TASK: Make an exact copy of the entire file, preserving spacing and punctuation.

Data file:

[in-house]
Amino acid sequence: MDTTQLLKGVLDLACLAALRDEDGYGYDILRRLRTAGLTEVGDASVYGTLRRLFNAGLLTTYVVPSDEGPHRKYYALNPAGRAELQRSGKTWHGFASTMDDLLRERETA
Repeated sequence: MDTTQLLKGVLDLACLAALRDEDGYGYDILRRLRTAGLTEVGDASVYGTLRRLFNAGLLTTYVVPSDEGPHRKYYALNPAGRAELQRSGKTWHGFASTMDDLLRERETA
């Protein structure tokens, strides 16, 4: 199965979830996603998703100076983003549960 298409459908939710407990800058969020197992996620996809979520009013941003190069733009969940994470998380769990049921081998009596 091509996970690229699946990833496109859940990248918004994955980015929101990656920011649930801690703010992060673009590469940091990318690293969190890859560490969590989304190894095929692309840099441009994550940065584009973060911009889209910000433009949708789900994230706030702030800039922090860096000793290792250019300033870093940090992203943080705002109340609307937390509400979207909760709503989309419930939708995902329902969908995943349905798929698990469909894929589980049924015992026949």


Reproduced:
[in-house]
Amino acid sequence: MDTTQLLKGVLDLACLAALRDEDGYGYDILRRLRTAGLTEVGDASVYGTLRRLFNAGLLTTYVVPSDEGPHRKYYALNPAGRAELQRSGKTWHGFASTMDDLLRERETA
Repeated sequence: MDTTQLLKGVLDLACLAALRDEDGYGYDILRRLRTAGLTEVGDASVYGTLRRLFNAGLLTTYVVPSDEGPHRKYYALNPAGRAELQRSGKTWHGFASTMDDLLRERETA
């Protein structure tokens, strides 16, 4: 199965979830996603998703100076983003549960 298409459908939710407990800058969020197992996620996809979520009013941003190069733009969940994470998380769990049921081998009596 091509996970690229699946990833496109859940990248918004994955980015929101990656920011649930801690703010992060673009590469940091990318690293969190890859560490969590989304190894095929692309840099441009994550940065584009973060911009889209910000433009949708789900994230706030702030800039922090860096000793290792250019300033870093940090992203943080705002109340609307937390509400979207909760709503989309419930939708995902329902969908995943349905798929698990469909894929589980049924015992026949």